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Dracula on Screen

One of the most adapted pieces of literature in the English language, Bram Stoker’s Dracula has seen its share of the good, the bad, and the really bad. But how well do you know the key players in the history of Dracula on screen? Here’s a quick reference guide to brush you up on the basics, and help you get to know a few of the men who have brought the most iconic vampire of all time to life.

The King (Christoper Lee)

Lee As DraculaBetween the years 1958 and 1976, Christopher Lee played Dracula over the span of ten (that’s right, ten) films produced by Hammer Films. For many, Lee is the quintessential vampire, with his towering presence and ominous tone. It is for this reason we call him “The King”; his reign was long, prosperous, influential on both the mythos of Dracula and the vampire genre as a whole, and still holds sway over movie fans today.

The Rogue (Gary Oldman)

garyoldmandraculaFrancis Ford Coppola’s version of Dracula (1992) is one of those films that has stood the test of time not necessarily for its lasting quality, but the way in which it has embedded itself into the minds and hearts of its audience. But while we may cringe a little at a few of the more dated elements, Gary Oldman delivered a performance that transcends it all – including the film itself. Our “Rogue”, Oldman was a man who took Dracula off the well-beaten path. Long gone was the playbook established by Bela Lugosi and Christopher Lee, and in its place we were given someone who embodied the full legend of Dracula, of Vlad “The Impaer” Tepes, in a more tangible way than anyone ever had before. Gary Oldman took the road less traveled, straight through the book and into its own source material. A journey which NBC plans to take even further.

The Magician (Bela Lugosi)

BelaLugosiWhat can we say about Bela Lugosi that hasn’t already been said? Not only was his work in Universal Pictures’ 1931 adaptation of Dracula the shining moment of his own career, but in cinematic history. A true “Magician” in every sense of the word, Lugosi’s powerful and mysterious force of character cast a spell on audiences that never ended. Over 80 years later, his charm, his presence, and his magic remains. While countless Draculas followed him, none ever fully replaced him or made him seem irrelevant – and we daresay they never will.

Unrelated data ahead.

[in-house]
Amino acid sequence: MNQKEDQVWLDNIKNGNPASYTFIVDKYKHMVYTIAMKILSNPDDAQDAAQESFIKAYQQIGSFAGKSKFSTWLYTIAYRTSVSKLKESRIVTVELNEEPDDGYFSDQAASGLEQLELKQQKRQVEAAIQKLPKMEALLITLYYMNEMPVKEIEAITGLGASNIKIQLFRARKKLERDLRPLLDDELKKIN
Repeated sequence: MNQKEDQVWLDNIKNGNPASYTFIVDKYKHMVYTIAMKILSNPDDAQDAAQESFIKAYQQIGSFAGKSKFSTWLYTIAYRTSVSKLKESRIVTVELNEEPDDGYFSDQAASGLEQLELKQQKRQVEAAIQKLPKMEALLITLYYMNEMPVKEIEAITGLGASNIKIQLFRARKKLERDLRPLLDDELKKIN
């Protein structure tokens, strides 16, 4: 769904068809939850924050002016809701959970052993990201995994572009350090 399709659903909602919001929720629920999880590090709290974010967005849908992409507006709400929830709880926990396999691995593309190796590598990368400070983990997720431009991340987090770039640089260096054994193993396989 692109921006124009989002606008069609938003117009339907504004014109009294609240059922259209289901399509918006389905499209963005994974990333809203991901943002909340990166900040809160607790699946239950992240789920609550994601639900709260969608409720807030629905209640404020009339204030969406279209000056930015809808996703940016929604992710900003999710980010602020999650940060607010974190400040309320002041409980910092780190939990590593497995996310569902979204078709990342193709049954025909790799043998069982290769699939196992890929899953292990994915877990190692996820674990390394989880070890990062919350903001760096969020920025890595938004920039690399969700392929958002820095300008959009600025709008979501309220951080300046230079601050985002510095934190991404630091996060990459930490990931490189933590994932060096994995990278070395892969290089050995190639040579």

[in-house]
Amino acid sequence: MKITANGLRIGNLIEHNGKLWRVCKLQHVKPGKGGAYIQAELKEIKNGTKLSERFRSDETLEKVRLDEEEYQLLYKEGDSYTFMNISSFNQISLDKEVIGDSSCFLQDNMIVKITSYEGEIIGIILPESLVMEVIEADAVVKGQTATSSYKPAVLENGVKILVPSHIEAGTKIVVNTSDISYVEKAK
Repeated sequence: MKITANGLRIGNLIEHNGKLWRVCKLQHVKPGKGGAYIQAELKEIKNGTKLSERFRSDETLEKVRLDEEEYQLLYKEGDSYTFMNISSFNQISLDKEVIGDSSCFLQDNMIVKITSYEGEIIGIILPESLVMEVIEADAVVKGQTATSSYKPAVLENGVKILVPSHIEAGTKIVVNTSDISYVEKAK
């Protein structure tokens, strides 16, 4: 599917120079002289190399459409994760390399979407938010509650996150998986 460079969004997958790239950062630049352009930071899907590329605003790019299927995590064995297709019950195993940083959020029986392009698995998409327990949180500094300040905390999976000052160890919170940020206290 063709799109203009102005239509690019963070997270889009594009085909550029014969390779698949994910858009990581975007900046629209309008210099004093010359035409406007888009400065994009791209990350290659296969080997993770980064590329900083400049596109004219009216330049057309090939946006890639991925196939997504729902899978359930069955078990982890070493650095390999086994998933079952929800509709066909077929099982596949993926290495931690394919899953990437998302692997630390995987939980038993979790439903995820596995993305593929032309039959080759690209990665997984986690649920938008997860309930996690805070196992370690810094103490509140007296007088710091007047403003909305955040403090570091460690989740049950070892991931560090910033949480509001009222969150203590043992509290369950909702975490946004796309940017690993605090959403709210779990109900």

The Monster (Max Schreck)

NosferatuSo immersed within the part of Count Olof (a facsimile for Dracula, due to copyright issues), actor Max Schreck terrified people even in real life. Rumors spread about him being an actual vampire; a monster within a monster. This was ultimately the inspiration for the critically acclaimed film Shadow of the Vampire, starring Willem Dafoe. But regardless of what Schreck was like when the cameras stopped, on screen he was (and still is) a master. The ominous tone he brought to the role defined an entire era of horror in silent film, and the legacy of its impact shows no sign of fading.

The Lover (Frank Langella)

Frank-Langella-DraculaIn 1979, Frank Langella changed the face of Dracula completely. He insisted on no fangs before accepting the role (like Bela Lugosi); he wanted no scenes with ‘bloody vampire fangs’ (like Christopher Lee). As described by producer Walter Mirisch, “Langella had created a completely different character from the accepted sinister one – a character with charm, sex appeal, and most important of all, he endeared himself to the audiences.” He is our “Lover” in the role, and paved the way for all romantic adaptations, or any romantic aspects of Dracula within the horror itself, for years to come.